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Former Scientology Marketing Staffer Speaks Out After Leaving 'Cult'

A former senior writer in the Church of Scientology's "Central Marketing Unit" has left the organization to join a dissident group of independent Scientologists. A rambling account of Steve Hall's life inside Scientology's headquarters can be found on Rediscover Scientology, the dissident group's web site.

The church disputes his account and says Hall was kicked out of the organization after he claimed to be Jesus and Bhudda, and sent a fellow parishioner a 12-page letter claiming he was channelling the man's deceased wife.

Hall (pictured) claims he wrote Scientology's current advertising tagline, "Know Yourself; Know Life," as part of an effort in the mid 1990s to make Scientology more useful to potential recruits and less like a cult. He left the church because its leader, David Miscavige, disagreed with his efforts, he says:

Starting in 1995, Steve began to use his position as Senior Writer to overhaul Scientology marketing and make [L. Ron Hubbard] products and services relevant. Ads that robotically parroted survey buttons were replaced with marketing that was more sophisticated, fresh and humorous.
And readers began to notice. For Dianetics he teamed up with Caroline Mustard and wrote, "When life becomes a battleground, your mind is the best weapon." In 1997, he coined the tag line for Scientology still in use today, "Know Yourself; Know Life." Scientologists who were there in the 1990s may remember the shift when Scientology's marketing took on on new life.
As Steve recalls, "The ads demonstrated it was possible for Scientology to be useful and valuable in solving life problems, instead of being a cult.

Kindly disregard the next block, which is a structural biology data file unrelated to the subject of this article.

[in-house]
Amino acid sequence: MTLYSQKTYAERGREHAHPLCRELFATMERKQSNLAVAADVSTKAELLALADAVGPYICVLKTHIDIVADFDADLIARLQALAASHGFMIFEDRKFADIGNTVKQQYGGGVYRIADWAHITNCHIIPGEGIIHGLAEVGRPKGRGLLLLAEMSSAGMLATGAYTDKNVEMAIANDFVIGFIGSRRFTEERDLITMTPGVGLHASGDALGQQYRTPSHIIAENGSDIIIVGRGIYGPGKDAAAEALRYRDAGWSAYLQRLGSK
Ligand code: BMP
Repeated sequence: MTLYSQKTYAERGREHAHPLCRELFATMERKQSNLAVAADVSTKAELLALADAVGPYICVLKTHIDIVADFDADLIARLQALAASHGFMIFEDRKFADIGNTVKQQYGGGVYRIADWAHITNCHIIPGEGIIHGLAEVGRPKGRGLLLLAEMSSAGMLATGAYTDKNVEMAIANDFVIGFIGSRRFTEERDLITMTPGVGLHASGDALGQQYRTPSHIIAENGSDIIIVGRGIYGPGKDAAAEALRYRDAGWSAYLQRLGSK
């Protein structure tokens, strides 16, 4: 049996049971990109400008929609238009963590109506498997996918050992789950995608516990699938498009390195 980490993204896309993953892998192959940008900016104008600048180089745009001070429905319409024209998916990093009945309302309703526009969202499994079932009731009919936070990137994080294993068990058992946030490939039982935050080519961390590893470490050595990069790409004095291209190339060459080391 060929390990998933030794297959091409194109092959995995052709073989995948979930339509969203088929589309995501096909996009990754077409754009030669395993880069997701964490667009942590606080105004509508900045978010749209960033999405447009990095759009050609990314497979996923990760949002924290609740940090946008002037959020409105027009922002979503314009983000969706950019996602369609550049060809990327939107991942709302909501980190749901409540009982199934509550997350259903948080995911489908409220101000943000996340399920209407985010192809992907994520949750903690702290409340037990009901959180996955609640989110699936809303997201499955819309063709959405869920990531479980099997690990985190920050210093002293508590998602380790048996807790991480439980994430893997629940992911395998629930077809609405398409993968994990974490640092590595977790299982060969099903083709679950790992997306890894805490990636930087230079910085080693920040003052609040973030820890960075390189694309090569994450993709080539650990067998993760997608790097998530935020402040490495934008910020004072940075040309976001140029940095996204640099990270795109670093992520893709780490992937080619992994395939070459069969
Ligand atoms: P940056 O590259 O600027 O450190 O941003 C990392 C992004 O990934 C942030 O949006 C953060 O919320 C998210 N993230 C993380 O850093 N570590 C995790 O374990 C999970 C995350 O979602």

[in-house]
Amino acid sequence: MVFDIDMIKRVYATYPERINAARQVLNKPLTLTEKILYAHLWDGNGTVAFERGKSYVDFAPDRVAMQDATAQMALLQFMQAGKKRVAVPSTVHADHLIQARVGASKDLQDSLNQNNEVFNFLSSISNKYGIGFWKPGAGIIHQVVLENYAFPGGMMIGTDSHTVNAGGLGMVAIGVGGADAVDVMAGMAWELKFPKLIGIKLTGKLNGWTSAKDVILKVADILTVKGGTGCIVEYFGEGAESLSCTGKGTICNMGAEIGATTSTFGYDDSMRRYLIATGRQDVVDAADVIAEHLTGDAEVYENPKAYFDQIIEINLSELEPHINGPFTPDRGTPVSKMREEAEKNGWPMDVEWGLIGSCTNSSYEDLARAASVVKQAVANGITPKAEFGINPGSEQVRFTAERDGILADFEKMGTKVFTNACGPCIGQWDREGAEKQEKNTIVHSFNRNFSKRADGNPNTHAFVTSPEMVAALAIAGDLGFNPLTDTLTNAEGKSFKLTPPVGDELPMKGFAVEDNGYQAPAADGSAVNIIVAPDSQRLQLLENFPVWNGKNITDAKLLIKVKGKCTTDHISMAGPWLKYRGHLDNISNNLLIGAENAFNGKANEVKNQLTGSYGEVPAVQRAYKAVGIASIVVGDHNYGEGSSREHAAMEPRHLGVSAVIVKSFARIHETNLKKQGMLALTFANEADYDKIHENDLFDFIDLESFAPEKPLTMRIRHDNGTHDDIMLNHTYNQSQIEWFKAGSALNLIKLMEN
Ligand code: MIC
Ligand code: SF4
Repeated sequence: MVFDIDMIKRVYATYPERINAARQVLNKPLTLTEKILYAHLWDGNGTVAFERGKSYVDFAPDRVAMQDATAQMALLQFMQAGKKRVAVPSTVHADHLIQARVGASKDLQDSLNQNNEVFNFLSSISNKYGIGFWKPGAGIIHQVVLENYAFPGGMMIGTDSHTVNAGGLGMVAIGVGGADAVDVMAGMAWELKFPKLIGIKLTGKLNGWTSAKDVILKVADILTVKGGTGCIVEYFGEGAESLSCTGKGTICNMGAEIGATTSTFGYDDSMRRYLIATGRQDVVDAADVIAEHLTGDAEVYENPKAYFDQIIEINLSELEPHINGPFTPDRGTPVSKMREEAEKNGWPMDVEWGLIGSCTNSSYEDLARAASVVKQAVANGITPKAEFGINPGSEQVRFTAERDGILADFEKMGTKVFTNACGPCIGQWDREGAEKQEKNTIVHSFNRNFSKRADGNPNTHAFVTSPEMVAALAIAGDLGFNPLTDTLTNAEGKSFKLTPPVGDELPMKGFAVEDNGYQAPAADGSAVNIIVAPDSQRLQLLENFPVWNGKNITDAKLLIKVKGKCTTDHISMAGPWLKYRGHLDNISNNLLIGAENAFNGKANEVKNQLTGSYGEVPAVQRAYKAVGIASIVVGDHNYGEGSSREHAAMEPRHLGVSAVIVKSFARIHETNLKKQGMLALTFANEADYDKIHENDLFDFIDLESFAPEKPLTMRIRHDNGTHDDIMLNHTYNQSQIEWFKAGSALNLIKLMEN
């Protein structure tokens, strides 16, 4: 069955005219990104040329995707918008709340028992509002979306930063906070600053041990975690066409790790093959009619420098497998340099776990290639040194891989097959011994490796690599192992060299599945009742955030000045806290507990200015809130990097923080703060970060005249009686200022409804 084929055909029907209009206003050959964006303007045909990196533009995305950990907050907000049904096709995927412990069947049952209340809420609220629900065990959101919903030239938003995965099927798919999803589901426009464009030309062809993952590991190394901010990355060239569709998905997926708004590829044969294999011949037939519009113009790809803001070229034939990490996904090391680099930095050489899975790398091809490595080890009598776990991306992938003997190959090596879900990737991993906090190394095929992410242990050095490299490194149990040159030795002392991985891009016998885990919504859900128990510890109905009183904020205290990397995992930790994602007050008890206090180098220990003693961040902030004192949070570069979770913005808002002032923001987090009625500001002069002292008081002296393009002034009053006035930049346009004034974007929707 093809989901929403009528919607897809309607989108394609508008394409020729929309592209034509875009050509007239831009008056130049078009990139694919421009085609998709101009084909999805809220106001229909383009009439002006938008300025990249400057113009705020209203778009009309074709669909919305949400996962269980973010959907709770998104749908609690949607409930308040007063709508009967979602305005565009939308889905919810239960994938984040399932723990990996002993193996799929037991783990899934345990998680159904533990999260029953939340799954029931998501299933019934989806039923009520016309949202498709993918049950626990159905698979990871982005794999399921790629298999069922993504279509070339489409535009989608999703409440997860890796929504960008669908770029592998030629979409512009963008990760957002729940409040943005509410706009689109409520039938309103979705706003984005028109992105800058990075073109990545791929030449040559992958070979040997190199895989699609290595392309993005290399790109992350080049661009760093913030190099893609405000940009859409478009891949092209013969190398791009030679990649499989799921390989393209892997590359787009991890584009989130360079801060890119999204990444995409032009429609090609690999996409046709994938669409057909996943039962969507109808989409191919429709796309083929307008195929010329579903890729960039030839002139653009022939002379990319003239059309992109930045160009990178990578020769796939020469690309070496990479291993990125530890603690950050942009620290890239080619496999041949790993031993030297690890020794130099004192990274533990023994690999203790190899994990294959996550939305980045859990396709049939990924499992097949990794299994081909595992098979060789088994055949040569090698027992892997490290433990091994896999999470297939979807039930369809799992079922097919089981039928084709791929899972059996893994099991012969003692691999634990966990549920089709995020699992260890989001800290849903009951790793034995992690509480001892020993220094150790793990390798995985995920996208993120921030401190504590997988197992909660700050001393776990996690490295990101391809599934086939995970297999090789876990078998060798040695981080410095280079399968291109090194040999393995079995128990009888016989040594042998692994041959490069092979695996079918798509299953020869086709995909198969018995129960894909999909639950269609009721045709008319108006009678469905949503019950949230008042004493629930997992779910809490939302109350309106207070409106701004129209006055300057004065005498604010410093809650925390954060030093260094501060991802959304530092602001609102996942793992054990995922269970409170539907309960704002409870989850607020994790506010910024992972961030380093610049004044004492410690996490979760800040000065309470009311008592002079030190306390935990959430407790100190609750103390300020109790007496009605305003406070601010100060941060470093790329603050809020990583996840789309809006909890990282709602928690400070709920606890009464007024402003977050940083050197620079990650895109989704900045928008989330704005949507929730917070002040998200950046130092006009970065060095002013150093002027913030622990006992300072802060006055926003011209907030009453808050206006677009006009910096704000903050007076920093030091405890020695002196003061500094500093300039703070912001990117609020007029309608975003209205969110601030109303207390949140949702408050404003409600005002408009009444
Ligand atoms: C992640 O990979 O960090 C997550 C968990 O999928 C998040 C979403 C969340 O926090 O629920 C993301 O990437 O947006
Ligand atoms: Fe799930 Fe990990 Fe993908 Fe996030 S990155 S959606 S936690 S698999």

Miscavige hated it, Hall claims:
Steve's consequent attempts to "de-cultify" Scientology's image and create a positive future put him on a violent collision course with David Miscavige.
Miscavige screams obscenities and assaults people and instead of observing the obvious, staff become specialists in justified thought, afraid to rock the boat.
The few remaining staff who continue to defend Miscavige are classic cases of the 'battered person syndrome'...
Hall claims that when he finally left the church in 2004 he was presented with a bill for $82,181 for the church's services, which included a $3500 "life orientation course."

Tommy Davis, pr chief for Scientology, dismissed Hall's story. "This guy's a lunatic," Davis said. "He's a sick guy." Davis told BNET that Hall was merely a copywriter at the Church and was "dismissed" after behaving erratically. Hall's exit from the church came after he sent a letter to another Scientologist in which Hall said the man's dead wife was speaking through him, Davis said. Davis also said the $82,181 bill was cancelled and not pursued. "He has no credibility."

Rediscover Scientology is run by "rebel Scientologists" who believe "the Church has drifted from its original humanitarian purpose laid down by LRH."

Correction: The original headline on this story incorrectly referred to Hall as a marketing "chief." Apologies for the error.